Bethany’s review published on Letterboxd:
Luca Guadagnino adds a fresh, blood red coat of paint to Dario Argento’s disturbingly beautiful 1977 horror classic, Suspiria. Incomparable to his previous Italian romantic drama, Call Me by Your Name, Guadagnino holds his breath and steps into a nightmarish and disturbing, yet enchanting and mesmerizing world.
I recently watched Lars Von Triers’ The House That Jack Built – which was incredible, but so disgusting at some parts that I had to look away. Suspiria is different because even though it actually may be more disturbing, Luca has a way of putting you under a spell which forces you to keep watching. I didn’t look away once.
The feel of Suspiria seems both old fashioned and retro but refreshing and rejuvenating at the same time. Thom Yorke’s score makes the most chilling moments of the film ten times more excruciating than it would be without – in a good way. In an interview with National Public Radio, he said, “Horror music can fall into a trap of trying to be dark for the sake of it. What’s great about the original Suspiria score is that they use an insistent repetition, which just drives you to the point of distraction.” What Yorke says is interesting because that’s exactly how I feel – like the music was trying to distract me from the horror I was watching.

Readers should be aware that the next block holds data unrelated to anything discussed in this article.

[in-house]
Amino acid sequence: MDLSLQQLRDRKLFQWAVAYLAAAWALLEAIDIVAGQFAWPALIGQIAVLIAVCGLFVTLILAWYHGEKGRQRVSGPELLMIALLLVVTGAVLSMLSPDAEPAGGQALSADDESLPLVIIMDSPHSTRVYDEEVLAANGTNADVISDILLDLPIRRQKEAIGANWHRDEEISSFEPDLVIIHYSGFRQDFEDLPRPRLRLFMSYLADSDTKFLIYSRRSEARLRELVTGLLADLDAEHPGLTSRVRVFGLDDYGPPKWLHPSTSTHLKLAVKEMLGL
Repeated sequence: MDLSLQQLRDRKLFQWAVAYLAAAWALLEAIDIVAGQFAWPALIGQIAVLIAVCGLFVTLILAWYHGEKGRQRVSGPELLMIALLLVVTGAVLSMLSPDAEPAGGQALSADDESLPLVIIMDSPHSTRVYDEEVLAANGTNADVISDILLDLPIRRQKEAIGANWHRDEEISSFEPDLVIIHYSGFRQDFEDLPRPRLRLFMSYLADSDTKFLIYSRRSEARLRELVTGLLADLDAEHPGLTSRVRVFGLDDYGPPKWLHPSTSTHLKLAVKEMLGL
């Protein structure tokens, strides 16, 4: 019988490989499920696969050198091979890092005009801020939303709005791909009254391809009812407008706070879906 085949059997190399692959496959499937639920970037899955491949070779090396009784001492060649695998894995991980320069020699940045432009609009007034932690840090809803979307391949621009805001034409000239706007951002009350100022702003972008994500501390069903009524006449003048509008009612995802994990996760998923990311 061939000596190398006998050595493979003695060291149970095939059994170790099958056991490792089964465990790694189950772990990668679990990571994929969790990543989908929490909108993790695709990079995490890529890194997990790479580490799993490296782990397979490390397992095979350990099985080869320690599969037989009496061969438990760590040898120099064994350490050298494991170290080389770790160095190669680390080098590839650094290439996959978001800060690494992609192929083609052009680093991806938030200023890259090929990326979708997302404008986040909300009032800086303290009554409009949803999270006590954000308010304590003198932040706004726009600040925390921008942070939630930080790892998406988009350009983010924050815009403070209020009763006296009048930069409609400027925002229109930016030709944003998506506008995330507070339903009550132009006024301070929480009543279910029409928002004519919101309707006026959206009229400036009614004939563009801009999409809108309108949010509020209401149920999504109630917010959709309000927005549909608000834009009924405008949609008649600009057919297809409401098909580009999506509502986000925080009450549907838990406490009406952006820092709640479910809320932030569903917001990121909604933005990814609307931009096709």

Full review on Second Union :)